The epidemic of COVID-19 is the most important economic event in our generation. The pandemic that halted social and economic life during the spring and summer of 2020 has influenced nations and citizens alike, and it continues to do so.
According to the International Labour Organisation, the crisis has already converted into an economic and labour market shock, affecting supply and demand.
MSMEs, which are at the heart of India’s inclusive economic tale, have been severely impacted. MSMEs’ condition is deeply concerning because they are an integral part of domestic and global value chains.
However, the crisis has necessitated an approach that requires increased efficiency and accelerates modernisation for small enterprises, just as it did for other industries.
The news of a nationwide lockdown drew MSME owners, employers, and external stakeholders into an unanticipated circumstance in which no one had prior experience dealing with such a crisis.
The prolonged lockdown significantly influenced finished goods supply, raw material acquisition, and staff availability to work in production and supply activities. In addition, debt obligations, wages/salaries, statutory dues, and other issues plagued the sector from April to June 2020.
According to survey estimates, the pandemic disrupted MSMEs profits by 20% to 50%, with micro and small businesses bearing the brunt of the impact, owing to a liquidity constraint.
Some businesses have innovated by shifting their focus from non-essential items to vital commodities, such as hand sanitiser and toiletries, PPE kits, reusable masks, and so on, and have been able to weather the storm. On the other hand, MSMEs in remote areas experienced numerous challenges resulting from disrupted supply chain systems and intrastate lockdown provisions.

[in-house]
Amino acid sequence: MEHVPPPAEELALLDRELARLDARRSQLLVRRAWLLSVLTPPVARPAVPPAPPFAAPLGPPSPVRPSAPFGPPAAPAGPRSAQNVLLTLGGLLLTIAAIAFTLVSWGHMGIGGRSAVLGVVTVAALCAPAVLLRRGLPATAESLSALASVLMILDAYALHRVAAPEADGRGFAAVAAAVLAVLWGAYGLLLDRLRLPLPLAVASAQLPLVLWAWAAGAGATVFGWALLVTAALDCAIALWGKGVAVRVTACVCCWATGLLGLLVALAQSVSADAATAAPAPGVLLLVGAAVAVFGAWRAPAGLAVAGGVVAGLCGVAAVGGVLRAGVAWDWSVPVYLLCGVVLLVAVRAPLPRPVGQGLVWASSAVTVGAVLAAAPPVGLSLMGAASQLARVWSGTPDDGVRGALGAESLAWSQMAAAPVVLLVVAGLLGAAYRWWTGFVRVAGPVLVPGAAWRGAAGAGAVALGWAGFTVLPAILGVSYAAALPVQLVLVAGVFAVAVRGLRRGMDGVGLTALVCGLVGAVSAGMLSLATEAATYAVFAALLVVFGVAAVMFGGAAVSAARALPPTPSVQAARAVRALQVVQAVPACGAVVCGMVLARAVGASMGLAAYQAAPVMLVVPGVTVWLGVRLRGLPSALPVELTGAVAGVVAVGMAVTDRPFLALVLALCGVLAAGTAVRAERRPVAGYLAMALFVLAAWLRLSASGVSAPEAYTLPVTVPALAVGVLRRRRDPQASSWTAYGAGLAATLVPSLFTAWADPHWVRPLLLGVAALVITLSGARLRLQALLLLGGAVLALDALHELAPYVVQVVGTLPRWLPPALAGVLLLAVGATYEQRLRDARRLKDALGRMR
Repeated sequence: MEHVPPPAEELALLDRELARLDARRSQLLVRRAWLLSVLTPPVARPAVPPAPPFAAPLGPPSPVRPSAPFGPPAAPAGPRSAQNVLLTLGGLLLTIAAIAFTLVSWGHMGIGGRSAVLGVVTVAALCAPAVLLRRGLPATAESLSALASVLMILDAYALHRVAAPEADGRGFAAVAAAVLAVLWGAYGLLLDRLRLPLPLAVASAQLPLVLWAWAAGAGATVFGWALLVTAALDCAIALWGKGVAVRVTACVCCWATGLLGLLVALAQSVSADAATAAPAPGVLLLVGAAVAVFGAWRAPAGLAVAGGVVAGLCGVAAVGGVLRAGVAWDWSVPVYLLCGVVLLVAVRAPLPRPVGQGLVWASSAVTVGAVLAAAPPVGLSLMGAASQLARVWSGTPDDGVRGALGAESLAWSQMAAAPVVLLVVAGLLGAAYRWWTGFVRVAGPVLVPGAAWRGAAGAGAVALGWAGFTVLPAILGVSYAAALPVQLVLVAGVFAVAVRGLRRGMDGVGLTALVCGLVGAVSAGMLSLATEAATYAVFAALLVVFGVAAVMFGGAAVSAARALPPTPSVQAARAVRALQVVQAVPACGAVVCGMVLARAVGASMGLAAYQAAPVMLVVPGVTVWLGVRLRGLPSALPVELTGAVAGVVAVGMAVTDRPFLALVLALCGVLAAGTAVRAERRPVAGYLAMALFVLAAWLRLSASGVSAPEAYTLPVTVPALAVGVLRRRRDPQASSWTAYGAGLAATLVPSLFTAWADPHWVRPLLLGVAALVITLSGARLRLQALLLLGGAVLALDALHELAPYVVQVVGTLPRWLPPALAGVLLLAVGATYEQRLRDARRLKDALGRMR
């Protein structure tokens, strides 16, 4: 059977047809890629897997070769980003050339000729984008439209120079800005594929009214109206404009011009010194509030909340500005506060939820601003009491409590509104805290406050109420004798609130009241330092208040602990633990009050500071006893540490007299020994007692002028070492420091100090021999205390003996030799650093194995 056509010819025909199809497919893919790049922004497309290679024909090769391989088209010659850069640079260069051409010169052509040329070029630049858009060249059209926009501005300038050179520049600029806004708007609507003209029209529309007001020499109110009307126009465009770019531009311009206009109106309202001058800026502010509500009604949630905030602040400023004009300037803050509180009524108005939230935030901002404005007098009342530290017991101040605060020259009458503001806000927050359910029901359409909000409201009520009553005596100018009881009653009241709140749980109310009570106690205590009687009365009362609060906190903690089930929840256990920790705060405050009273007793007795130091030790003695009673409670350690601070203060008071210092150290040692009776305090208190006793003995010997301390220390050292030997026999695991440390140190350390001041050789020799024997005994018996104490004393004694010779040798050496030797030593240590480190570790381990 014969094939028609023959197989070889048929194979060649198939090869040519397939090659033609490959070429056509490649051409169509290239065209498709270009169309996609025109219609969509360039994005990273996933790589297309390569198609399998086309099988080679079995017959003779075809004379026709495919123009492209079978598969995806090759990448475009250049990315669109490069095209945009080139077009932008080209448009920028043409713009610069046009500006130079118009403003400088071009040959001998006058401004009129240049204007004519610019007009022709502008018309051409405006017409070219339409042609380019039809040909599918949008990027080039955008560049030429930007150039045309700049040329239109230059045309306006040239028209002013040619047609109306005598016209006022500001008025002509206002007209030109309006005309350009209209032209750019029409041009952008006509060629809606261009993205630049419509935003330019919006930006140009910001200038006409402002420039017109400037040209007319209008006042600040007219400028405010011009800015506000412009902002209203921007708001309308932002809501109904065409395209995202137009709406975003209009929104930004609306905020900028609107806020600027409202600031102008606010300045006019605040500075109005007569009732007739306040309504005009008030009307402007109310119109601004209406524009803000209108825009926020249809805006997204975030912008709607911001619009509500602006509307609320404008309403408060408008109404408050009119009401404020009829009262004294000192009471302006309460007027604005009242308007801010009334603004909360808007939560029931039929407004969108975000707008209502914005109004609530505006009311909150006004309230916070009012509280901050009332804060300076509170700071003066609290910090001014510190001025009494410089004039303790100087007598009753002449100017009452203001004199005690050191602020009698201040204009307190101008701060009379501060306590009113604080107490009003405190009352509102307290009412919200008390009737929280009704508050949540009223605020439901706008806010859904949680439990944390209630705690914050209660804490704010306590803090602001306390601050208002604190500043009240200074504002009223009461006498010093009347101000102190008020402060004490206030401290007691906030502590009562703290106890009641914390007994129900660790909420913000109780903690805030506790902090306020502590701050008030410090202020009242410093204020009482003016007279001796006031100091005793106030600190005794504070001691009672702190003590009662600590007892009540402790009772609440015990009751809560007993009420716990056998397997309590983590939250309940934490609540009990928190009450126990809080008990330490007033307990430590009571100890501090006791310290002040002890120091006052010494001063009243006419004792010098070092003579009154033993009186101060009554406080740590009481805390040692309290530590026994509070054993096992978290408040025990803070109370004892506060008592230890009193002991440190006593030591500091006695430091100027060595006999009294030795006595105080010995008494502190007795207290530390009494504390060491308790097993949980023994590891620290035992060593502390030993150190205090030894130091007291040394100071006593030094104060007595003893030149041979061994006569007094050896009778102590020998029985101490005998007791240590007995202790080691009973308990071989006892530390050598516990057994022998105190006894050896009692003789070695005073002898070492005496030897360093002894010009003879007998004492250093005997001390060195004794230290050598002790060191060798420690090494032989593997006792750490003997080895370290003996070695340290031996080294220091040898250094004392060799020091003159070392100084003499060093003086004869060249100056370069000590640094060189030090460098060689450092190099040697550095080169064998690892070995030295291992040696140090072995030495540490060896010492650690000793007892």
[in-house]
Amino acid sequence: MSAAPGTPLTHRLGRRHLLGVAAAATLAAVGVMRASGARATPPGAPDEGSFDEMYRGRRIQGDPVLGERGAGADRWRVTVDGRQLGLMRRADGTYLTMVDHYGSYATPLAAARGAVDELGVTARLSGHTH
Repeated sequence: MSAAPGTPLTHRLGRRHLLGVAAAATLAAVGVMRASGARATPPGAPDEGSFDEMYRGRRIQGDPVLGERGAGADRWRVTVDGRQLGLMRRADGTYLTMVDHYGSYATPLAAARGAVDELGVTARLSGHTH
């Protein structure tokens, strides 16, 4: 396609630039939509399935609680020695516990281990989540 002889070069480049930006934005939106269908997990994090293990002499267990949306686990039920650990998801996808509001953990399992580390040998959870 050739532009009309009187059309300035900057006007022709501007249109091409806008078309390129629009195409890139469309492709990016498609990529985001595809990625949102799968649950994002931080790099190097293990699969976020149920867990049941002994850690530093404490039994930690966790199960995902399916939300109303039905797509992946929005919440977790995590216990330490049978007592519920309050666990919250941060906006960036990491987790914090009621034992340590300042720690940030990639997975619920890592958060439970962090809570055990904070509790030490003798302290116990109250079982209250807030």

The economic downturn, along with border tensions, had pulled us back to self-sustaining principles, the Swadeshi dream. The Aatmanirbhar Bharat Mission was launched to address two pressing challenges at the same time: boosting MSMEs and reducing reliance on other countries. Six of the 15 relief measures announced as part of this package were solely aimed at empowering MSMEs, which are as follows:
- Change in definition of MSME
- Designating Fund of Funds for equity participation
- Credit and Finance Scheme
- Relief in NPA
- Paying off debts to MSMEs
- Prohibiting Global Tenders
The Ministry of MSME is working to make these businesses more global and enhance the entire business environment by making it more hospitable and transparent for all parties involved. In addition, the sector has answers to significant problems such as unemployment, local economic development, fiscal deficit, trade balance, financial sector development, and SDG alignment, among others. Furthermore, the participation of the private sector in various bottlenecks of the value chain and supply chain system is crucial to the success of the government’s different policies.
In India, businesses of all sizes face challenges such as raw material procurement, finance needs, market linkages, quality, standardisation, pricing, business turnaround time, lobbying, and more. Therefore, new government actions are likely to function as a spur for the sector, not just in recovering from pandemic-related shocks but also in preparing for a brighter future.
Many firms have had to reinvent what their operations will look like in the future, and the Micro, Small and Medium Enterprises (MSMEs) sector is no exception. However, digitisation has been a critical driver of MSMEs’ growth for many years. As a result, experts say that many more MSMEs have shifted their main selling from traditional platforms to digital infrastructure, which is now more vital than ever.
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